I got to thinking about the stories that accompany many of the antiques I’ve sold over the years after reading another blogger’s story about using her Grandmother’s Patrician Spoke amber depression glass collection each year for a seder meal. The memory of amber colored depression glass caused me to remember a wonderful story about some amber depression glass I once sold.
In 2001 just before my sister and I opened our first antiques business together, we went looking for inexpensive and unique antiques to fill the shelves and bulk up our inventory. Today they call it “pickin” back then, we were “those two crazy girls in a big red Suburban.” We were somewhat nervous trying to make sure we had a ready supply of antiques to sell so, off we went on the great search as often as possible.
One weekend we just happened upon a barn sale outside of Allegan, Michigan which turned out to be our saving grace. Every year the barn sale was open Memorial Day and labor Day weekends. The farmer hosting the sale came by amazing amounts of household antiques when he purchased other farmer’s land trying to expand his farmland for planting crops. He’d clean out the houses and barns on the property, then held onto these items, loaded them onto hay racks, kept these wagons all loaded in his barn till just before hay season each year when he held a huge sale on the holiday weekends. Because he needed all those wagons to get his crops in during the harvest, he needed to sell everything. His sales were legendary. He used everyone of his hay racks, about 20 or more. Each one loaded to the gills, lining his long driveway for you to peruse on the way to the barn where he kept the furniture items. We always found great things with wonderful stories at this farmer’s sale and we continued going to his sales for years until he no longer had them.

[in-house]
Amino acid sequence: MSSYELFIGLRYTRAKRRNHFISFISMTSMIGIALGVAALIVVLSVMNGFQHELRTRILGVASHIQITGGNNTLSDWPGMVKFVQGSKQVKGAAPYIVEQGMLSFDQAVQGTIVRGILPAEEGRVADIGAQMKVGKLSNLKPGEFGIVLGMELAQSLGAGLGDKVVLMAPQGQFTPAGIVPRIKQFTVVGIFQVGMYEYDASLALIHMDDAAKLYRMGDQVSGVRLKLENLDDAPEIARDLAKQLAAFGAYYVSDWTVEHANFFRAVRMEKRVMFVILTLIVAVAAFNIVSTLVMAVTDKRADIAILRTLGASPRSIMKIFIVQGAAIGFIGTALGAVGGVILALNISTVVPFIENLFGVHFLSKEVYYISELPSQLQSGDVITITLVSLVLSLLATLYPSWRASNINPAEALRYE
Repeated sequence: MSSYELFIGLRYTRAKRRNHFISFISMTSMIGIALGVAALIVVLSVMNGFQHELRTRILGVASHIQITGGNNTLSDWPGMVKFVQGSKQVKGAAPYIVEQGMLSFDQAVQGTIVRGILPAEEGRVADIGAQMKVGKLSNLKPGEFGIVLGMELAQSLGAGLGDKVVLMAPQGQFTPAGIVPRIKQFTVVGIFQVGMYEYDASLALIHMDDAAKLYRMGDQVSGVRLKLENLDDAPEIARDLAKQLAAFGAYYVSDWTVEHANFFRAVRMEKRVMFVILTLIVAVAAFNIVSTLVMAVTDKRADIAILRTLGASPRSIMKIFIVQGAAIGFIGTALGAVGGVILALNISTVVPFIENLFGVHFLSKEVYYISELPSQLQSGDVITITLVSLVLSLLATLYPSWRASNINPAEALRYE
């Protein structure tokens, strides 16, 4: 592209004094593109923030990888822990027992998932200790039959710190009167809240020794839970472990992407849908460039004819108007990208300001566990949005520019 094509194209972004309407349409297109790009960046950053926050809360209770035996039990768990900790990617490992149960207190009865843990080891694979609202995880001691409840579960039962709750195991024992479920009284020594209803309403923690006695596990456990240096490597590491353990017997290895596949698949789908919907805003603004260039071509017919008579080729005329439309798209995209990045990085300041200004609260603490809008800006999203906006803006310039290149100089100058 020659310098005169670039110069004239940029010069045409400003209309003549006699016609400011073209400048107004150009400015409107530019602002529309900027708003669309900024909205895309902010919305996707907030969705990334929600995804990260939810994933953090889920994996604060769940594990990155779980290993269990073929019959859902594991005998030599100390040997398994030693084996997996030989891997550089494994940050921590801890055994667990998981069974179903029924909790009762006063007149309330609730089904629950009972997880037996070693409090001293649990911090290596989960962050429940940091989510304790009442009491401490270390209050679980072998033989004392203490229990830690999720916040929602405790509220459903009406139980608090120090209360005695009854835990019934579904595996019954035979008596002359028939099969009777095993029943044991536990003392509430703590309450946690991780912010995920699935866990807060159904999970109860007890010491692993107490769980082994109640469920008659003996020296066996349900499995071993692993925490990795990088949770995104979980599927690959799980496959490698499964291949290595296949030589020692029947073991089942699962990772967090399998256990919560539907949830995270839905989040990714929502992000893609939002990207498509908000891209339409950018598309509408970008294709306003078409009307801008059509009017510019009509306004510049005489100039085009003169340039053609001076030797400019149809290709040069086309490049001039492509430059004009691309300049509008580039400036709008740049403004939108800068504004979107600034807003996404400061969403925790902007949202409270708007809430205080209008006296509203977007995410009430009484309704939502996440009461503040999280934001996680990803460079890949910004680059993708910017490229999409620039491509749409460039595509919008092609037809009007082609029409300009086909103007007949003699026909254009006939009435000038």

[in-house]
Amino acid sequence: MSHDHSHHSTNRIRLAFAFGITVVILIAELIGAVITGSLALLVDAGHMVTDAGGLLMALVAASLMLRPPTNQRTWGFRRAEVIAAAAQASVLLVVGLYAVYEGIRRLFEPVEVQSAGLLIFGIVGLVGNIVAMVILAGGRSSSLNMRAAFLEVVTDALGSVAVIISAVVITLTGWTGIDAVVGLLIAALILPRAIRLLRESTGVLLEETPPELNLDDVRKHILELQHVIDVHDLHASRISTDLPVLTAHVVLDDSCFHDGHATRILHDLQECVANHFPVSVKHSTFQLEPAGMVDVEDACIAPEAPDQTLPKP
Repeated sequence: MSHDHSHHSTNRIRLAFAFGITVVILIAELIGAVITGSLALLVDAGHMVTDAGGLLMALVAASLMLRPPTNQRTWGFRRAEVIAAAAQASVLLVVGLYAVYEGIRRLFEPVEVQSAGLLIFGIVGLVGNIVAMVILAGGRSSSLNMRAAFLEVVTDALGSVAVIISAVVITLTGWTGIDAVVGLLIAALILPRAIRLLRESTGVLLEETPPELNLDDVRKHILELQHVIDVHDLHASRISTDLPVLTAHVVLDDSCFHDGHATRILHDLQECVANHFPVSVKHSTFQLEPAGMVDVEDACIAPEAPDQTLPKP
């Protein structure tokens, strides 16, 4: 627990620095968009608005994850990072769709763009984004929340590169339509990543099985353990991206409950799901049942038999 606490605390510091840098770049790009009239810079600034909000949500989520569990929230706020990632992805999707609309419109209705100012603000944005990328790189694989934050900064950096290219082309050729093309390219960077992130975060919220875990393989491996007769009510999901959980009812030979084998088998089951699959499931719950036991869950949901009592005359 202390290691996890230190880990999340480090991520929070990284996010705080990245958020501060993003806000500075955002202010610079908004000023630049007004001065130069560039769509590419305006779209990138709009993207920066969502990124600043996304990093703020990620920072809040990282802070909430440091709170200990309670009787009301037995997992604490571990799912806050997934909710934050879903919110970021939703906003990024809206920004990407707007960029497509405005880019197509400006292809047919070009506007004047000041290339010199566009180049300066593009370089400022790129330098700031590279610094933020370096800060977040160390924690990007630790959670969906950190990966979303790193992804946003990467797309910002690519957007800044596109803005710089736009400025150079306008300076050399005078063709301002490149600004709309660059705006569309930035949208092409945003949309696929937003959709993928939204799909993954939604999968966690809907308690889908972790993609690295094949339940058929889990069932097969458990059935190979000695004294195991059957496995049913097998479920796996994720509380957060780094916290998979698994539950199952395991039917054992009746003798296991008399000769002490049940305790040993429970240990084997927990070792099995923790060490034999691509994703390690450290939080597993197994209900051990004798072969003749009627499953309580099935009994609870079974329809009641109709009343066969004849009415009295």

One of the first items we bought was a complete service for 12 of Madrid amber depression glass. Madrid was a pattern from Federal Glass Company made between 1932 and 1939 and was produced in pink, green, blue, clear and amber. Depression glass was often given away as a premium for getting folks into a business or given away in cereals and laundry soap.
I always liked to have a story behind any antique and this set of dishes came with a great story. One of the children from this particular farm was on hand when our farmer took possession of the farm and told our farmer that when he was a child the theater in Allegan had “Dish Night” once a week where you got a piece of depression glass with the purchase of a ticket for the movies. In order to collect enough dishes this man’s mother allowed each of her 6 children to ask a friend to come with them to the movies. Since Mom paid for their tickets, she kept all the dishes. It took several months of going to the movies each week to get all the piece of glassware in the collection but this lady was tenacious and she collected an entire set of Madrid amber depression glass, enough to set a holiday table for their family and also provide memorable entertainment for her children and their friends.
I think she was pretty smart. Don’t you?
Do you collect depression glass?